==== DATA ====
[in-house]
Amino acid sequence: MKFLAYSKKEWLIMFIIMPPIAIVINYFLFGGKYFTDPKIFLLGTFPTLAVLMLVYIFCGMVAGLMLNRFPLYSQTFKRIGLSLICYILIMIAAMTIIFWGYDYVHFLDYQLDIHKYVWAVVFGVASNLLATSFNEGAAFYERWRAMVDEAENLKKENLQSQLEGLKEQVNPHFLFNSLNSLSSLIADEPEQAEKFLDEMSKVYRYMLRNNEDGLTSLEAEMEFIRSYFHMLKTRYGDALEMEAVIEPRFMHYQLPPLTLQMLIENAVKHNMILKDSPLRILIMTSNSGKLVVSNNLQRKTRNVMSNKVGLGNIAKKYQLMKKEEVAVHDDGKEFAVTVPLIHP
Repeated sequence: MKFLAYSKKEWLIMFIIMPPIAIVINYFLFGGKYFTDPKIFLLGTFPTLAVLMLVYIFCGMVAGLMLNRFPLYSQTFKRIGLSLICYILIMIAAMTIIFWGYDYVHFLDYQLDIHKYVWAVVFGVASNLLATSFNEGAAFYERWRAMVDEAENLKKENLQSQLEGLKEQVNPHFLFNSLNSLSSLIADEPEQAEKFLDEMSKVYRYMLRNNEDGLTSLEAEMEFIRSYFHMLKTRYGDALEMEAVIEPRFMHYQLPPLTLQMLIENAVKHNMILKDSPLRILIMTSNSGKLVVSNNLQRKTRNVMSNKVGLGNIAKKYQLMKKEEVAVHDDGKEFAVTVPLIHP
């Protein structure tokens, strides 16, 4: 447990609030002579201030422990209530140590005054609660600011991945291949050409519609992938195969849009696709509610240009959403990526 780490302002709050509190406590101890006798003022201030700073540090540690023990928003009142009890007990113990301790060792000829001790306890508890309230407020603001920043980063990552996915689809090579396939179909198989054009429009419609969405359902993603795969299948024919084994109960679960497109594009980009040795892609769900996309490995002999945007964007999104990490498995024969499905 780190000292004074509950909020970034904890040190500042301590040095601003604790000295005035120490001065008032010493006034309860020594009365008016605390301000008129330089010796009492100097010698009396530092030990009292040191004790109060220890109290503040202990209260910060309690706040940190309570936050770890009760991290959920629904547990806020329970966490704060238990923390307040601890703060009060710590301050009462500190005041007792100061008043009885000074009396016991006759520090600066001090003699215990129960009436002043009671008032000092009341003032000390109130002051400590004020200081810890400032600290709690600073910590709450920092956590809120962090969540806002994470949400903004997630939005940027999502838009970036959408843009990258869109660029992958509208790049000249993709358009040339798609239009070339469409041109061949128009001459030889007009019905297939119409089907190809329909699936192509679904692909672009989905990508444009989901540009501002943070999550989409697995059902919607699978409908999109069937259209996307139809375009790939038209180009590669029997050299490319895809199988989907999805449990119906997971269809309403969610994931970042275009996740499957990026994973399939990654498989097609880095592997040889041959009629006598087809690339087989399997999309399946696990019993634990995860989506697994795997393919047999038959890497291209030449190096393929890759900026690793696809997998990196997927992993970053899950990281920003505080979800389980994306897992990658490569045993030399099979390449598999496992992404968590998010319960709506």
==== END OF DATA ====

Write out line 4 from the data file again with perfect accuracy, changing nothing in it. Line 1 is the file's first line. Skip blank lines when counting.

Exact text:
């Protein structure tokens, strides 16, 4: 447990609030002579201030422990209530140590005054609660600011991945291949050409519609992938195969849009696709509610240009959403990526 780490302002709050509190406590101890006798003022201030700073540090540690023990928003009142009890007990113990301790060792000829001790306890508890309230407020603001920043980063990552996915689809090579396939179909198989054009429009419609969405359902993603795969299948024919084994109960679960497109594009980009040795892609769900996309490995002999945007964007999104990490498995024969499905 780190000292004074509950909020970034904890040190500042301590040095601003604790000295005035120490001065008032010493006034309860020594009365008016605390301000008129330089010796009492100097010698009396530092030990009292040191004790109060220890109290503040202990209260910060309690706040940190309570936050770890009760991290959920629904547990806020329970966490704060238990923390307040601890703060009060710590301050009462500190005041007792100061008043009885000074009396016991006759520090600066001090003699215990129960009436002043009671008032000092009341003032000390109130002051400590004020200081810890400032600290709690600073910590709450920092956590809120962090969540806002994470949400903004997630939005940027999502838009970036959408843009990258869109660029992958509208790049000249993709358009040339798609239009070339469409041109061949128009001459030889007009019905297939119409089907190809329909699936192509679904692909672009989905990508444009989901540009501002943070999550989409697995059902919607699978409908999109069937259209996307139809375009790939038209180009590669029997050299490319895809199988989907999805449990119906997971269809309403969610994931970042275009996740499957990026994973399939990654498989097609880095592997040889041959009629006598087809690339087989399997999309399946696990019993634990995860989506697994795997393919047999038959890497291209030449190096393929890759900026690793696809997998990196997927992993970053899950990281920003505080979800389980994306897992990658490569045993030399099979390449598999496992992404968590998010319960709506």